California voters have turned against controversial initiatives to legalize marijuana and to suspend the state's global warming law, a poll from the Public Policy Institute of California found.
Voters now oppose Proposition 19, the marijuana legalization measure, 49% to 44%, and the measure to halt a law that aims to cut greenhouse gas emissions, 48% to 37%.
The poll indicated that opposition has surged since September, when 52% of likely voters backed Proposition 19, which would allow Californians to grow and possess pot, and they split evenly over Proposition 23.
The earlier poll's Proposition 19 result had encouraged supporters and attracted some high-dollar donations. The measure would allow Californians who are 21 and older to grow and possess marijuana, while cities and counties could authorize commercial cultivation, sales and taxation.
The latest poll found support had eroded significantly across all demographic groups, but most steeply among Latino voters. In September, 63% backed it. Now, 51% oppose it.
Mark Baldassare, the organization's pollster, said the drop may have come because of a barely visible campaign. He noted that the proponents have to persuade voters that people like them support the initiative. "The burden of proof is always on the yes side," he said.
He also said that opponents seemed more passionate about the issue. Among likely voters who said the legalization issue was very important to them, 33% planned to vote for it and 63% against it.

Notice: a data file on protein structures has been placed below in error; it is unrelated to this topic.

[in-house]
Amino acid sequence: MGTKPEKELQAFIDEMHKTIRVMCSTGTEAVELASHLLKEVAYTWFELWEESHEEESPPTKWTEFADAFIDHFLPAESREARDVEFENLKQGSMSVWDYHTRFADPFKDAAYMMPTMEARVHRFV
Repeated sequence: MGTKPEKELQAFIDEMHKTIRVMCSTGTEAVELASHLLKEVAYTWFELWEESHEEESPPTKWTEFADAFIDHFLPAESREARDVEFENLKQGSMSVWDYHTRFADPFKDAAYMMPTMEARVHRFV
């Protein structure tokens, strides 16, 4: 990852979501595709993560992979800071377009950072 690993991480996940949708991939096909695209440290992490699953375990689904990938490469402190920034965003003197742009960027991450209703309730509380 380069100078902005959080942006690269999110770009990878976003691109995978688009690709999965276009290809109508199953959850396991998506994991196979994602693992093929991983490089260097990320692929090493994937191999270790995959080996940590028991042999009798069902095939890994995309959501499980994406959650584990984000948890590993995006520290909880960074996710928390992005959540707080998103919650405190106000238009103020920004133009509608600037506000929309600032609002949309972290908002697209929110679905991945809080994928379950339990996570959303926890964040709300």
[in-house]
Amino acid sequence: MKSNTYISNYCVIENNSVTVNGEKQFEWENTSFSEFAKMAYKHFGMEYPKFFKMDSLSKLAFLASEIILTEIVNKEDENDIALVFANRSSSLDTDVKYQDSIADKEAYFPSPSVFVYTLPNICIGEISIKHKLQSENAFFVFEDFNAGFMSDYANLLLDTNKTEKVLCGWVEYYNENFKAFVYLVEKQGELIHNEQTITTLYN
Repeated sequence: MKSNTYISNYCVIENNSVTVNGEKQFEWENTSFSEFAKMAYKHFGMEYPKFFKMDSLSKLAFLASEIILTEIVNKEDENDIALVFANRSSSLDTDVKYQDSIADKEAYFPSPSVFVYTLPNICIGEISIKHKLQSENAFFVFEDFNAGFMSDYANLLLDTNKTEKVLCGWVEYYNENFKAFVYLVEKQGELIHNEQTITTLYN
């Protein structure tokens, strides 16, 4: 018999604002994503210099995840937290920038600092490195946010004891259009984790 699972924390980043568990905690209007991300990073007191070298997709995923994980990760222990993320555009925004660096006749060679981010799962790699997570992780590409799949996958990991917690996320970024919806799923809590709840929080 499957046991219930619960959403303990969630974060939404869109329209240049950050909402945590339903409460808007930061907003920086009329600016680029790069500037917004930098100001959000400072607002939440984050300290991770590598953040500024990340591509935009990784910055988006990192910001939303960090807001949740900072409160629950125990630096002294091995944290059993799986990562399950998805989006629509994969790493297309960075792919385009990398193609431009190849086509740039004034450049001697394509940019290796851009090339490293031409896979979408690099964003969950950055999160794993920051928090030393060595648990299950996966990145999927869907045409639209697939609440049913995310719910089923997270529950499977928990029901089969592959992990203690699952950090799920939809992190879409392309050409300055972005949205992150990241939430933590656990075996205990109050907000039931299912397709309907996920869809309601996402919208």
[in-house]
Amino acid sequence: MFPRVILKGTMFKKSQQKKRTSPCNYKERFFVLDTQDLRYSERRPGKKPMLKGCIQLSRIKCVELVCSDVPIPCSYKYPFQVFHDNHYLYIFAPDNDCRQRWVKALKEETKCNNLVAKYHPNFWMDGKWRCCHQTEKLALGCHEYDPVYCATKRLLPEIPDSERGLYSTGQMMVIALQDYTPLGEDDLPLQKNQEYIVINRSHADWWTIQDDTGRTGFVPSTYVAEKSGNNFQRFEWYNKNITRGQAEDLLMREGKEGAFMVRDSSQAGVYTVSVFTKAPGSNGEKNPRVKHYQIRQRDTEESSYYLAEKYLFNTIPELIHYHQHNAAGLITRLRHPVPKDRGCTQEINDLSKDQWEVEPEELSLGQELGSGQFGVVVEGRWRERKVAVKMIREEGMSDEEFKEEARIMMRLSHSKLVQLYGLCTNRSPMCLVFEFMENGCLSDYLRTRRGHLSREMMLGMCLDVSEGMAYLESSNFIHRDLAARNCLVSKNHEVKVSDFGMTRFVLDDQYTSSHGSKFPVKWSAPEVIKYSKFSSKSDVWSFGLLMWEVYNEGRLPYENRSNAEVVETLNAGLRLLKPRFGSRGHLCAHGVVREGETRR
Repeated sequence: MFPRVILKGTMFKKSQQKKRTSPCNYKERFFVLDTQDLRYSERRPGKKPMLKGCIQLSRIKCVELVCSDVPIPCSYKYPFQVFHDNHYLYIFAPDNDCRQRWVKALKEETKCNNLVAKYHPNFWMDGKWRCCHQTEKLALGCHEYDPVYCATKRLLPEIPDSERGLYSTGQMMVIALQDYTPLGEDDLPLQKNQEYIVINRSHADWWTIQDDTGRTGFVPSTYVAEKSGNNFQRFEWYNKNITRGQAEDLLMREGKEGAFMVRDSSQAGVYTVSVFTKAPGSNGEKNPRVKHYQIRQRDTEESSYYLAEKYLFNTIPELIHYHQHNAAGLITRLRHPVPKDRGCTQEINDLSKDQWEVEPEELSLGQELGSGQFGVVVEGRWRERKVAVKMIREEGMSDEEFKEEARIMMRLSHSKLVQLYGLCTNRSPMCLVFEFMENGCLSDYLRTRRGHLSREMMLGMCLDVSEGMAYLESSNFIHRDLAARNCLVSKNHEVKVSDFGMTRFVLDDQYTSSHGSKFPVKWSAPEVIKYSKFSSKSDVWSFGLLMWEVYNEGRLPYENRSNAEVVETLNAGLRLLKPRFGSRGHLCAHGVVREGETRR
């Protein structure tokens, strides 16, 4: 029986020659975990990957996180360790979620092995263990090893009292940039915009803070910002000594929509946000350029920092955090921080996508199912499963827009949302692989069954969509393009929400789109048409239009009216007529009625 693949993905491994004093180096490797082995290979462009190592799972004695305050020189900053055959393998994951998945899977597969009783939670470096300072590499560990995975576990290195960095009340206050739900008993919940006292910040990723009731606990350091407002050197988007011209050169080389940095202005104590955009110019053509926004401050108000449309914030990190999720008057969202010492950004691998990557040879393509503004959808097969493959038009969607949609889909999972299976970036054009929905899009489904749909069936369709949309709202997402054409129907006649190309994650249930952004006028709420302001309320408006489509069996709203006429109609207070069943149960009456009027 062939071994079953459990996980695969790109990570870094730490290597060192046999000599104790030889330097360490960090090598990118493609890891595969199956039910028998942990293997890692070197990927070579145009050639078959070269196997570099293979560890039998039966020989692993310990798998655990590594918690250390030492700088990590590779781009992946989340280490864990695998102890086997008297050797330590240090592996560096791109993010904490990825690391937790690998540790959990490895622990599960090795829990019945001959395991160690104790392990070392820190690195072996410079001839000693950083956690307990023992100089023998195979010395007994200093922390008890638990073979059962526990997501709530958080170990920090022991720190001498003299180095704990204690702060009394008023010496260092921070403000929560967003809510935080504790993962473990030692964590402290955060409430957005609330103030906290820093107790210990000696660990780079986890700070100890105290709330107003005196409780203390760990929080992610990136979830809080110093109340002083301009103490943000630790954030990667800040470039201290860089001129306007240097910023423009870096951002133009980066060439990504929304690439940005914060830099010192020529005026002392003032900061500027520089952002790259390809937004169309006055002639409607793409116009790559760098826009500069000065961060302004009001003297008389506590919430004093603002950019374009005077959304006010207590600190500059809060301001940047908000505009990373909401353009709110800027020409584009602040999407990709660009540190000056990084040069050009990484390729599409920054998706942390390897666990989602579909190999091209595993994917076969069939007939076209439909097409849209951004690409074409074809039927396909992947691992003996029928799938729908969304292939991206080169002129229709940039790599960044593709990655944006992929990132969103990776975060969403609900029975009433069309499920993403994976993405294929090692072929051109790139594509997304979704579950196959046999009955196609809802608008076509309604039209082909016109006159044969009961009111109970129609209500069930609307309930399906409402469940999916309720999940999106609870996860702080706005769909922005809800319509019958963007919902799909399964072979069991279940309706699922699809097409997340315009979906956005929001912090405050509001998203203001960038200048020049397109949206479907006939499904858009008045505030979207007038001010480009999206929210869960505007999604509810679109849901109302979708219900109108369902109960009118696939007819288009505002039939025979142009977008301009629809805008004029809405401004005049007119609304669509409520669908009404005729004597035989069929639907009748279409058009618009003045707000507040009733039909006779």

Baldassare also said the poll found no indication that young people were more enthused about marijuana legalization than older voters. Democrats have started to talk about using the issue as a way to motivate young voters in 2012.
Much of the reversal appears to be driven by evaporating support in Southern California. In September, 56% of likely voters in Los Angeles County and 52% in other Southern California counties supported the measure. This month, those percentages slipped to 41% and 42%.
"As expected, California voters are taking a closer look at Prop. 19 and are just saying 'No,' " said Roger Salazar, a spokesman for the opposition. "While the measure claims to regulate, control and tax marijuana, voters don't need eyedrops to clearly see it does none of those things."